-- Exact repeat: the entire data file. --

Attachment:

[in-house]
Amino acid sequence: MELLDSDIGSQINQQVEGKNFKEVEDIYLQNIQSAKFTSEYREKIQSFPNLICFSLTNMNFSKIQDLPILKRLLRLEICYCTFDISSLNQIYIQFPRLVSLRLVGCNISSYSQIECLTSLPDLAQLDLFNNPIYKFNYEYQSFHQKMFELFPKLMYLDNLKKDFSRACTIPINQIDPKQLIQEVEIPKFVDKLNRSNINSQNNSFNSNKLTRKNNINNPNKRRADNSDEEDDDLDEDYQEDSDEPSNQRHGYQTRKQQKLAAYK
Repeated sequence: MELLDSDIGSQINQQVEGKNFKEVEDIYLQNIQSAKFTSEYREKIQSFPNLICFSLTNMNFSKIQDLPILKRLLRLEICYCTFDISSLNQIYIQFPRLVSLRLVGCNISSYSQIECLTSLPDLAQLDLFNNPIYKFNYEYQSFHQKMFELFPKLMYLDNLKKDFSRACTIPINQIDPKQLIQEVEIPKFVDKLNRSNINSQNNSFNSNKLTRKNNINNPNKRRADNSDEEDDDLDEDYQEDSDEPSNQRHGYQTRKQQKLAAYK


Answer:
[in-house]
Amino acid sequence: MELLDSDIGSQINQQVEGKNFKEVEDIYLQNIQSAKFTSEYREKIQSFPNLICFSLTNMNFSKIQDLPILKRLLRLEICYCTFDISSLNQIYIQFPRLVSLRLVGCNISSYSQIECLTSLPDLAQLDLFNNPIYKFNYEYQSFHQKMFELFPKLMYLDNLKKDFSRACTIPINQIDPKQLIQEVEIPKFVDKLNRSNINSQNNSFNSNKLTRKNNINNPNKRRADNSDEEDDDLDEDYQEDSDEPSNQRHGYQTRKQQKLAAYK
Repeated sequence: MELLDSDIGSQINQQVEGKNFKEVEDIYLQNIQSAKFTSEYREKIQSFPNLICFSLTNMNFSKIQDLPILKRLLRLEICYCTFDISSLNQIYIQFPRLVSLRLVGCNISSYSQIECLTSLPDLAQLDLFNNPIYKFNYEYQSFHQKMFELFPKLMYLDNLKKDFSRACTIPINQIDPKQLIQEVEIPKFVDKLNRSNINSQNNSFNSNKLTRKNNINNPNKRRADNSDEEDDDLDEDYQEDSDEPSNQRHGYQTRKQQKLAAYK